“There is a really tight certification and qualification process for any of the parts that we use on the ship,” the admiral told me later. The standards are naturally higher for parts whose failure could kill someone — a turbine fan, ammunition — but everything has to meet some kind of standard. However a piece of equipment is produced, he said, “it does have to go into each one of those processes.”

“The organizations that are really working on additive manufacturing now are professional organizations,” Verrastro added, pointing to Navy labs and warfare centers that have scientists, engineers, and administrators who are all familiar with the certification process because “they’ve lived it.”

Those organizations have used 3-D printing to cut the time required to build scale models for testing and custom parts for urgent repairs. And some of the time savings have been dramatic — from 51 weeks to eight weeks in one case, Verrastro said. His long-term vision, he told the conference panel, is an “approved database of design drawings that you can simply download” and then print out your part,  “knowing it can meet the specifications.”

That kind of virtual warehouse would be a huge help to supply officers around the world, especially on smaller or isolated ships, bases, and ground units where it’s cost-prohibitive and often physically impossible to bring along every spare part you might need. For example, said Coast Guard Rear. Adm. Mark Butt, as the Arctic opens to ever-increasing “icebreakers are at the very end of the supply chain — [but] when they need the part, they really need the part.”

A central repository, what Kohlman calls a “maker space,” could also serve as a clearinghouse for bottom-up ideas, with innovators from across the fleet uploading their best designs so others don’t have to reinvent them — and, perhaps, so a central certification authority can check them out to make sure they’ll work.

A Navy technician wrestles with an unwieldy mass of electronic cables.

A Navy technician wrestles with an unwieldy mass of electronic cables.

Freedom Through Control: The Government As Lead Integrator

Ironically, opening the way to more bottom-up innovation may require more top-down control — at least according to several Navy leaders at this week’s conference.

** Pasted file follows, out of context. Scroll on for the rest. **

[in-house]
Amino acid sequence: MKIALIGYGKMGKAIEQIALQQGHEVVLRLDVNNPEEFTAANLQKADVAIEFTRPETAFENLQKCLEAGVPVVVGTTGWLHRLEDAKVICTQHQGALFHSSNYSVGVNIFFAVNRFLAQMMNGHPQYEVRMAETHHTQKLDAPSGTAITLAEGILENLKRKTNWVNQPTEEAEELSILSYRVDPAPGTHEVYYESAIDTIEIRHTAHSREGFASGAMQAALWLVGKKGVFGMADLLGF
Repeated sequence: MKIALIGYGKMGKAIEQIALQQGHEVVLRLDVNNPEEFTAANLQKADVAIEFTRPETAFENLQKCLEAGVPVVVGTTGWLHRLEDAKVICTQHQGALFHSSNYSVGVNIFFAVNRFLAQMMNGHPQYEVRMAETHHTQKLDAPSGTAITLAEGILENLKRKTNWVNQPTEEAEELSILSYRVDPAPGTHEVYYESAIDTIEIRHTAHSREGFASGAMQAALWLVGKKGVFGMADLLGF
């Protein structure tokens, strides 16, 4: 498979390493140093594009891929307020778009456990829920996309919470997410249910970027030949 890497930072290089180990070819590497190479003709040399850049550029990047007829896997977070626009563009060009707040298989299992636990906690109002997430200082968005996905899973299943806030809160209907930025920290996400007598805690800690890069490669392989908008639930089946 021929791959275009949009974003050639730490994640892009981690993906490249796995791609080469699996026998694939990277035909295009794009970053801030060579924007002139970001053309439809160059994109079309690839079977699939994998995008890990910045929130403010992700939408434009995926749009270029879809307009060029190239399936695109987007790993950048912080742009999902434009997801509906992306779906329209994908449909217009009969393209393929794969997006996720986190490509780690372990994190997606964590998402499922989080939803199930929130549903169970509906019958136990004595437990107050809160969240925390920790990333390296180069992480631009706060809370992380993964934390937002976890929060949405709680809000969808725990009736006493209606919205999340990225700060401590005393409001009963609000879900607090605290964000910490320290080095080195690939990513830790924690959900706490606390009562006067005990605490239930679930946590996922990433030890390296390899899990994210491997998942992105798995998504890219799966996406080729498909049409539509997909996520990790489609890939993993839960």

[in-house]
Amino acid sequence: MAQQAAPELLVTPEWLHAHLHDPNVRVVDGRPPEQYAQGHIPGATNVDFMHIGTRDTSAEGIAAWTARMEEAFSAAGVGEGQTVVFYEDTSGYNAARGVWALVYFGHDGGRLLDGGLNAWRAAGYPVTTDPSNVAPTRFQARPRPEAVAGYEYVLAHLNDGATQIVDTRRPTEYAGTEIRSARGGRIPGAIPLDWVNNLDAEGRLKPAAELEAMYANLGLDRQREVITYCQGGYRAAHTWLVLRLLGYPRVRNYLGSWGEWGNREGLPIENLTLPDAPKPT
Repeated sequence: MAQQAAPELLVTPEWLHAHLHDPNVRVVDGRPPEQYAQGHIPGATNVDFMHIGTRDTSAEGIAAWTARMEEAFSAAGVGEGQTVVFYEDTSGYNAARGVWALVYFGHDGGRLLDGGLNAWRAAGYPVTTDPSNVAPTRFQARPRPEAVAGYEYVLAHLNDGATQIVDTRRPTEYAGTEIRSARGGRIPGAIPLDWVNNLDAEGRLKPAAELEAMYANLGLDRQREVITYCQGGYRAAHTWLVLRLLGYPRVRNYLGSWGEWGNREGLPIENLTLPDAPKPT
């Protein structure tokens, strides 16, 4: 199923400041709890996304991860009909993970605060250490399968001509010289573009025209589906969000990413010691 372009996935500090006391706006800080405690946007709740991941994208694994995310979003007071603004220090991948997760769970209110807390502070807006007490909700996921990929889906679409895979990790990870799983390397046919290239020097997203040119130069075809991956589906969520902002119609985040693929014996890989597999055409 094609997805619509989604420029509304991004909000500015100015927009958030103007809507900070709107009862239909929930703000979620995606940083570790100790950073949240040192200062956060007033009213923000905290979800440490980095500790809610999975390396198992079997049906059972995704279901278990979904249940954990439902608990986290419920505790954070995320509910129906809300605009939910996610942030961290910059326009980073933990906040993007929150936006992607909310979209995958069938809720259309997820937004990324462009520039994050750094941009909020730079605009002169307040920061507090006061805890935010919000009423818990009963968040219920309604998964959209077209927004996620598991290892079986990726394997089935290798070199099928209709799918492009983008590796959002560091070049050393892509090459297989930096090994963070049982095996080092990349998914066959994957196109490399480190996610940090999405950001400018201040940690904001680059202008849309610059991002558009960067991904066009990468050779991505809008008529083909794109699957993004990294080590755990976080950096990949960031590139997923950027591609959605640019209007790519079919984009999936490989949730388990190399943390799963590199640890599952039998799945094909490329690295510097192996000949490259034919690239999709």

Consider cyberspace. Better network security requires both imposing consistently high standards so there’s no weak link in the chain and rapidly updating the system to keep pace with the hackers, argued Mark Andress, the senior civilian working for the Chief of Naval Operations on “information dominance.”

“We need to take more control of our networks and computers [from] the thousand individual application owners across the Navy,” Andress said on the last day of the Sea-Air-Space conference. At the same time, he said, “we also need to be able to more rapidly insert technology…to keep pace with the threats.”

The solution to both, he argued, is “strong government technical authority.” Instead of letting the vendor for each particular contract come in and set up their own proprietary system, the Navy needs to “break apart” those enclaves and impose a common standard, one that not only raises security today but that allows any company, large or small, to offer a plug-and-play improvement in the future. (The term of art here is “open architecture”).

“We have to be able to break that system out of the proprietary stranglehold we’re under,” said Vice Adm. Dunaway, speaking at the previous day’s panel. “Open architecture and modularity is a real key that we’re not exploiting as we should.”

To create a common, easily upgraded architecture, Dunaway argued, the government has to “pull back” some of the authority it’s given companies on their particular contracts. “We look too frequently at the individual system,” he said, when, truly, “the weapon system is the carrier strike group, the weapon system is the air wing.”

So somebody has to make sure that all the individual piece parts from missiles to computers actually work together — and with the parts that haven’t been invented yet but which will need to have a place to plug into when it’s time to upgrade. “Somebody has to be the lead capability integrator,” Dunaway said. “It’s very difficult for an individual corporate entity to do that because of the proprietary boundaries. It is essential in my view that the government take some of these very important tech standards and tech authorities and pull them back into the government and control them.”

That may hurt some companies, he acknowledged. “It does impact revenue streams as money flows through the system and I want to be careful about that,” said Dunaway. “But some of this has got to change or we’re not going to be able to afford our future.”